How Did I Come to Buddhism? (Part Two)

Hello again friends. I’m posting again on the subject of How I came to Buddhism, today. You should read Part One if you’re reading this and feel a little lost, and please, save your comments for a few days until Part Three is posted.

So as I mentioned earlier, I spent a number of years flirting on the fringe of Christiandom, but never really felt connected to it. My bad behaviors never really seemed to be questioned or challenged by the “believe and you are saved,” / “saved by faith, not works” mentality, which I think leads many people to think they are perfect even though they are hateful, lustful, and mentally out of control.

I also think, just on a personal level, I was turned off of religion in general for some time because I got to thinking… why would any all-loving creator banish a portion of his creation to a state of eternal torment for any reason? I think I abandoned the idea of an eternal hell once I started thinking like this, and eventually agnosticism set in. Agnosticism fit me for a while, but it doesn’t answer the deeper questions as it is really just a term to define the questions themselves. The idea of being agnostic seems more like a temporary way-point for those who are seeking answers. If you aren’t seeking the answers, why not label yourself atheist and call it a day?

So not having any particular religious leaning, at least none that could be named or understood by any specific mythos or theological structure, left me in the mode of interpreting and reinterpreting the behaviors of people, both from past experience and in the present. I came to see a lot of people and things in a very negative way and selfishness and hatefulness set into my mind. Everyone seemed to annoy me, and I felt like no one had the right to inconvenience me for any reason, under any circumstance because they were all ignorant dolts and not worthy of my time.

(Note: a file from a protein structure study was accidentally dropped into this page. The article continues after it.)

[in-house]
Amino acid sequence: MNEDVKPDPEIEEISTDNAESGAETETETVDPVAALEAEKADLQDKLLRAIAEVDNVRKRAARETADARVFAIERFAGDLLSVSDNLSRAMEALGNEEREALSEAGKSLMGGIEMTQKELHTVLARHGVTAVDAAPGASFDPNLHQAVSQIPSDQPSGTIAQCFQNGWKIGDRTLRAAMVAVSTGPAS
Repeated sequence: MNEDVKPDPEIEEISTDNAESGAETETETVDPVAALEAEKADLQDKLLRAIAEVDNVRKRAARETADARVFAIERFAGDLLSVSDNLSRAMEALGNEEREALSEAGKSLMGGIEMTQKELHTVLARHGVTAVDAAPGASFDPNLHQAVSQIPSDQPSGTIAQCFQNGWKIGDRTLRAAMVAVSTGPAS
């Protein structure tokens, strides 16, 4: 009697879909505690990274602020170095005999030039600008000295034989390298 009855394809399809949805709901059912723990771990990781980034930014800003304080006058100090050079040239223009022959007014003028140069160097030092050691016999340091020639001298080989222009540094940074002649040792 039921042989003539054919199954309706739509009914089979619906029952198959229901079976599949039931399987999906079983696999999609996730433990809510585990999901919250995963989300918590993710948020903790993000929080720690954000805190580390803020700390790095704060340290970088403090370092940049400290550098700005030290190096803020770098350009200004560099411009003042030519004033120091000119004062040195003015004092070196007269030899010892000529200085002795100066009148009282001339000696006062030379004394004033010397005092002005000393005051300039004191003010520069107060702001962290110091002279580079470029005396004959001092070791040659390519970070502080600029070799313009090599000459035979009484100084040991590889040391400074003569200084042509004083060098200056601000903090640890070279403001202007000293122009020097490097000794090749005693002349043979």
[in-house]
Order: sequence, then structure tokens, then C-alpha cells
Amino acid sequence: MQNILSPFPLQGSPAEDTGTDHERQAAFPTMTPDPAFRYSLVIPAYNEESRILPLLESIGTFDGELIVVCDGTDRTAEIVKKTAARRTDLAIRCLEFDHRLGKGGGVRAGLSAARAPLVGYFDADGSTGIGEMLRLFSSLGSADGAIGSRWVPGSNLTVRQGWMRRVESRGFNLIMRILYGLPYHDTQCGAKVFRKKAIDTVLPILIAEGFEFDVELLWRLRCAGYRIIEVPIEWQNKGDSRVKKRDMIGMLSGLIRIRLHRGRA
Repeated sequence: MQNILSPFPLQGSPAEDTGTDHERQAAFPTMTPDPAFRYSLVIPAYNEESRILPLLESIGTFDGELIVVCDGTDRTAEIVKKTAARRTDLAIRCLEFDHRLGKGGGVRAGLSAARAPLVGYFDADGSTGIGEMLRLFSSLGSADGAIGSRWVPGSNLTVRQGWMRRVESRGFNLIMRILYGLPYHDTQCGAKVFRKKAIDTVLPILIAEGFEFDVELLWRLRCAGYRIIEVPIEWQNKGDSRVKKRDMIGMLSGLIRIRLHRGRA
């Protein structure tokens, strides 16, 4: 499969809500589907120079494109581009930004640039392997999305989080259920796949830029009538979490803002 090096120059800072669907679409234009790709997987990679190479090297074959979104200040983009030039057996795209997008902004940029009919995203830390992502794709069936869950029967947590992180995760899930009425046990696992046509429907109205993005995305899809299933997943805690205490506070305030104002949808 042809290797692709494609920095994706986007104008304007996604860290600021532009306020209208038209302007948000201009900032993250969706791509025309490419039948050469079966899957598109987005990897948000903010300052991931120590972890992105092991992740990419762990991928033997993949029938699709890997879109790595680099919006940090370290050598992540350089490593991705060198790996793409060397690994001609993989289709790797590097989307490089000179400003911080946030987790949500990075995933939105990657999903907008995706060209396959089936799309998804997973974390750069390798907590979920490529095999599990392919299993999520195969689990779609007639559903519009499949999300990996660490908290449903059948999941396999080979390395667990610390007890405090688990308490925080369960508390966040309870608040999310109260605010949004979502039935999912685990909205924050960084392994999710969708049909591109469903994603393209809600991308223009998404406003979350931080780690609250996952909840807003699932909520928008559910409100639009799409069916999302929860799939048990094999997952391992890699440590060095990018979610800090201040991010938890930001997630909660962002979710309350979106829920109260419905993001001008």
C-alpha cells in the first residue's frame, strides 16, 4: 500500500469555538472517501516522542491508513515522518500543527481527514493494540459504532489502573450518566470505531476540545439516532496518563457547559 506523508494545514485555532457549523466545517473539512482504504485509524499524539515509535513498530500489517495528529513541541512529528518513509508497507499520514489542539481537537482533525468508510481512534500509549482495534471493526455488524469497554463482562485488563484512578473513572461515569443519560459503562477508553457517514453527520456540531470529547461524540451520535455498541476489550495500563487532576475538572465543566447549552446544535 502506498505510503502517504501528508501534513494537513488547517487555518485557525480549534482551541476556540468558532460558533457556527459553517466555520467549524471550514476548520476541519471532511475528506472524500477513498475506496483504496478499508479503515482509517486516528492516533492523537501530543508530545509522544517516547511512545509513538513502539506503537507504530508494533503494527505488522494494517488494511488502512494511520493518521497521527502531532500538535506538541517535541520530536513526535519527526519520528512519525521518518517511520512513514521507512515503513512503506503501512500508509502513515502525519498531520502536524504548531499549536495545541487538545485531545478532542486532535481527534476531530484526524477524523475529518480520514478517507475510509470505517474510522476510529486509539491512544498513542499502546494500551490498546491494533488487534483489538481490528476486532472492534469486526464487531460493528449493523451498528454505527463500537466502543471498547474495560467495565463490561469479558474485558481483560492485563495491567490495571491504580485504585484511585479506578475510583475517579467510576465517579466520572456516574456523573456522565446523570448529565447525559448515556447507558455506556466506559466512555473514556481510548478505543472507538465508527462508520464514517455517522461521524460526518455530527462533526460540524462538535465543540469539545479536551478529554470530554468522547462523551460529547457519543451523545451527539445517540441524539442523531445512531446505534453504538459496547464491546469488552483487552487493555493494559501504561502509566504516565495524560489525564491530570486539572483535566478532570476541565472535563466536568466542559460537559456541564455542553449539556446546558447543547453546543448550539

I basically allowed myself to become my own god. Worshiping the Me-Deity, alcohol became one of the means by which I worshiped the self. Not to say I didn’t drink before this, but my alcoholism became more serious, to the point where anything that interfered with my drinking was an “enemy,” and treated as such. I collected some friends at work around this time that were pretty big on drinking, and I started drinking with them on Friday nights as finances permitted.

Most of the time, these were late nights in which way more alcohol was consumed than should have been, and the risks of accident, or at least a DUI charge, were probably higher than I have admitted in the past. My behavior was risky and my attitude toxic, the fact of which my wife could not have have been completely oblivious.

Oddly, these Friday outings were short lived because, at the same time, I made other friends who, quite inadvertently I think, gave me the thought to start learning about Buddhism. I started reading mainly on an academic level, but I kept seeing obvious truths in the basic points of the Dhamma. So, I was pivoting on the edge of a ravine called “alcoholic disaster” and was, somewhat fortuitously, presented with another option. I could fall into chaos, or I turn turn away and pursue a more interesting, challenging course.

I’ve probably ignored a lot of challenges in life, opting to take the easy route… but this seemed too interesting to ignore. In a lot of ways, the Dhamma seemed so completely obvious, but hidden under a veil which I was only starting to peer underneath. Perhaps I had just spent a lot of time being confused about life, but it was time to learn about something new, and even if it didn’t solve anything for me, I could later say I knew something about it rather than claiming ignorance.

So we’ll leave it here and take a rest, but tomorrow I’ll conclude this three-part series. Thank you all for your patience. Be well, and I will post again soon, friends.

Update:  Read Part Three


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